Download PDFDownload PDFThis paper offers an analysis of the activities of the communist-dominated Fédération Internationale des Résistants (International Federation of Resistance Movements, FIR), the interational umbrella organisation of associations of victims of Nazi persecution from both Eastern and Western Europe between the late 1980s and early 1990s. During this time, the collapse of the Soviet Bloc led to a deep crisis for the Eastern European organisations like the Polish Związek Bojowników o Wolność i Demokrację (Union of Fighters for Freedom and Democracy) representing the former anti-fascist resistance fighters and political prisoners of Nazi concentration camps, which had been part of the communist power apparatus, and therefore of FIR. The organisation, which had been mired in growing financial difficulties for at least two decades, then lost much of its influence and of its potential to spread its message among the public. Nevertheless, FIR tried to maintain its activities with a special focus on dealing with right-wing extremism, the preservation of the rights and pensions of former resistance fighters, a commitment to peace and disarmament, as well as to the politics of memory.

  • The Genocide of Roma and Sinti and Their Political Movement from the Perspective of Social Trauma Theory

    (Issue 2015/1)

    Download PDFDownload PDFIt is argued in this paper that Roma and Sinti memories of the genocide during the Second World War did not form a coherent picture of the past that would be widely shared among them. Therefore, the recent spread of memorialization and commemoration of the genocide of Roma and Sinti shall be interpreted as a process of the social construction of trauma in which memory increasingly becomes a marker of identity, not just the recollection of the past. The article presents the consequences of the genocide of Roma and Sinti for their post-war situation and the emergence of the memory of the genocide within their political movement, both on the local and transnational levels. Drawing on Jeffrey Alexander’s social theory of trauma, I argue that Roma and Sinti do remember the Nazi persecution, that these memories are fragmented and incoherent largely because of the nature of the crimes committed on them by National Socialism, and that their self-definition as victims of genocide is a social construction embedded in their struggle for empowerment.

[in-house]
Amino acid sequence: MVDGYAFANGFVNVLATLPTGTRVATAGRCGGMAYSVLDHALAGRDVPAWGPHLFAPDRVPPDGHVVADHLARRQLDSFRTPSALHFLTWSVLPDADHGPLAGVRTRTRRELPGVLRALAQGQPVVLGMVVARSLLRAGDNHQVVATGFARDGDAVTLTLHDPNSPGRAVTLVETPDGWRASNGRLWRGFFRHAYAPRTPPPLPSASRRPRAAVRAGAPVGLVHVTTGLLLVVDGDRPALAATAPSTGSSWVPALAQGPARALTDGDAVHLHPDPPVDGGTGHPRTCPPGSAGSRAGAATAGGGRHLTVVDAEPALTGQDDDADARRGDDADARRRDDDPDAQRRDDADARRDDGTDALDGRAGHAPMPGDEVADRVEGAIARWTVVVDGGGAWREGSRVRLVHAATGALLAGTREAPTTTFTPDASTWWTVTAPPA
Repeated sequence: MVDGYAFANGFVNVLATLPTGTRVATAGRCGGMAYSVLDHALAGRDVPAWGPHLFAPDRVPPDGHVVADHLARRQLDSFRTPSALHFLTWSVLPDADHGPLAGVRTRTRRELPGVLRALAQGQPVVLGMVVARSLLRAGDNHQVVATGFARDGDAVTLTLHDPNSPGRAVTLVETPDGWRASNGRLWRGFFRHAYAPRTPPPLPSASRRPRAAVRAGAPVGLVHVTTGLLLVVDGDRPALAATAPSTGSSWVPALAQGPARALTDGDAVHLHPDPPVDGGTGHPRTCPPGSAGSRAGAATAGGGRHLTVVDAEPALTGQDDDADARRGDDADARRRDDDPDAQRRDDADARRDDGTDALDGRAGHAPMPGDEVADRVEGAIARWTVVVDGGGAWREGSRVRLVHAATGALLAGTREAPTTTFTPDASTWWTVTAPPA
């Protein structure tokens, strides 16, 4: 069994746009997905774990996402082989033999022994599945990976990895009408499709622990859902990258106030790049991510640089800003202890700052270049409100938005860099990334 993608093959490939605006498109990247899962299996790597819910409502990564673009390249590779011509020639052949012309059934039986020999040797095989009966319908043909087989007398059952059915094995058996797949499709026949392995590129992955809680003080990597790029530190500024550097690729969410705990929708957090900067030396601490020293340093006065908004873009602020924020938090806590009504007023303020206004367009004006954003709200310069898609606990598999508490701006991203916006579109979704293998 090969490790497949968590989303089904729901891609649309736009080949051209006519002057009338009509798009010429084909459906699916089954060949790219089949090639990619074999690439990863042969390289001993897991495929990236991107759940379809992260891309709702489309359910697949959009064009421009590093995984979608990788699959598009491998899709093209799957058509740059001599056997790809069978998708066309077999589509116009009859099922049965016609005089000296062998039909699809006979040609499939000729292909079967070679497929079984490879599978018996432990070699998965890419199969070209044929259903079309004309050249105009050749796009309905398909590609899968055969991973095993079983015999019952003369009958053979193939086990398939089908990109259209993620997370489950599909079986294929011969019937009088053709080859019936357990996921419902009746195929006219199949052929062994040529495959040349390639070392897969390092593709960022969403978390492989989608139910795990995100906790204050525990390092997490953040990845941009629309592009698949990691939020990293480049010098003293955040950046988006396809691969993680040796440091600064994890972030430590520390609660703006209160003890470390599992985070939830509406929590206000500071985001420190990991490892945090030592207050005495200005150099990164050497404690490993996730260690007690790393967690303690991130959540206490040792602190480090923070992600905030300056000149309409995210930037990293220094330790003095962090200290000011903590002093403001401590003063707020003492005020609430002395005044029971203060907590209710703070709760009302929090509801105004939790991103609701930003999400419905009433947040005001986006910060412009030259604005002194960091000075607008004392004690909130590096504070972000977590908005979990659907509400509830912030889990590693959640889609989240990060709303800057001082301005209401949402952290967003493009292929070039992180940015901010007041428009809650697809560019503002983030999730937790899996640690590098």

• The Hungarian Holocaust Memorial Year 2014. Some Remarks

    (Issue 2017/1)

    Download PDFDownload PDFFrom the perspective of the past two (almost three) years, it seems that the significant anniversary of 2014 went down in the annals of history as a remarkable  fiasco of Hungarian memory politics. Controversial Monument, Divided Hungarians, Angered Jewish Community – these newspaper headlines are still fresh in our minds. Over the course of the year, the Hungarian Holocaust Memorial Year turned to become somewhat infamous, and scandal followed upon scandal not only in domestic media but also in foreign newspapers. However, everything had started off well in the beginning. This essay will first briefly introduce the broader context of this  fiasco, discussing the main differences between Eastern and Western European memory politics before and after 1989. It will then distinguish some milestones of the Hungarian ambiguity and delay in coping with the European tendencies in Holocaust remembrance. After that, it will turn to its central subject, analysing the main events of the Hungarian Holocaust Memorial Year 2014. Toward the end, the essay will map the different initiatives between the coordinates of memory politics and show some unintended consequences of the unsuccessful governmental intentions.

  • The Hunger Letters. Between the Lack and Excess of Memory

    (Issue 2016/1)